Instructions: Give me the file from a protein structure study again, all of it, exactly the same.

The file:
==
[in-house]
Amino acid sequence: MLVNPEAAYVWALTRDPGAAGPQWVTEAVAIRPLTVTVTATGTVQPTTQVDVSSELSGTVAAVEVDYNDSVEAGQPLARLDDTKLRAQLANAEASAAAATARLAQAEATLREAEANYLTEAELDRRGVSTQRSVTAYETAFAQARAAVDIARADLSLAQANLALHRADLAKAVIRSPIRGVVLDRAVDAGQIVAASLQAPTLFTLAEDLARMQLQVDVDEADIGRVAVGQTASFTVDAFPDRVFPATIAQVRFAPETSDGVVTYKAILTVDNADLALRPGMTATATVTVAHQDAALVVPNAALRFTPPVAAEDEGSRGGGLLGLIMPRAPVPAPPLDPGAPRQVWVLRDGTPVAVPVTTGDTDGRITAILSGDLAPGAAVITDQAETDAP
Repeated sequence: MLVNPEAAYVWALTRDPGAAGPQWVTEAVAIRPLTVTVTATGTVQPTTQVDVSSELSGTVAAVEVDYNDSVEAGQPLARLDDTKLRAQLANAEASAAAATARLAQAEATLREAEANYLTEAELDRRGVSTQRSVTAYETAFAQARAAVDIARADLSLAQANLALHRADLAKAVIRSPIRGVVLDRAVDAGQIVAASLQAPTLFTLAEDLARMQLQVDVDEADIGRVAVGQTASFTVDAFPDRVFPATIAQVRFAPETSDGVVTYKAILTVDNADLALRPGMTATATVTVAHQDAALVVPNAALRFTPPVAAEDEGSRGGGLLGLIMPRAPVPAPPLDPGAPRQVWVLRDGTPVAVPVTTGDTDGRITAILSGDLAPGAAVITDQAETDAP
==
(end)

[in-house]
Amino acid sequence: MLVNPEAAYVWALTRDPGAAGPQWVTEAVAIRPLTVTVTATGTVQPTTQVDVSSELSGTVAAVEVDYNDSVEAGQPLARLDDTKLRAQLANAEASAAAATARLAQAEATLREAEANYLTEAELDRRGVSTQRSVTAYETAFAQARAAVDIARADLSLAQANLALHRADLAKAVIRSPIRGVVLDRAVDAGQIVAASLQAPTLFTLAEDLARMQLQVDVDEADIGRVAVGQTASFTVDAFPDRVFPATIAQVRFAPETSDGVVTYKAILTVDNADLALRPGMTATATVTVAHQDAALVVPNAALRFTPPVAAEDEGSRGGGLLGLIMPRAPVPAPPLDPGAPRQVWVLRDGTPVAVPVTTGDTDGRITAILSGDLAPGAAVITDQAETDAP
Repeated sequence: MLVNPEAAYVWALTRDPGAAGPQWVTEAVAIRPLTVTVTATGTVQPTTQVDVSSELSGTVAAVEVDYNDSVEAGQPLARLDDTKLRAQLANAEASAAAATARLAQAEATLREAEANYLTEAELDRRGVSTQRSVTAYETAFAQARAAVDIARADLSLAQANLALHRADLAKAVIRSPIRGVVLDRAVDAGQIVAASLQAPTLFTLAEDLARMQLQVDVDEADIGRVAVGQTASFTVDAFPDRVFPATIAQVRFAPETSDGVVTYKAILTVDNADLALRPGMTATATVTVAHQDAALVVPNAALRFTPPVAAEDEGSRGGGLLGLIMPRAPVPAPPLDPGAPRQVWVLRDGTPVAVPVTTGDTDGRITAILSGDLAPGAAVITDQAETDAP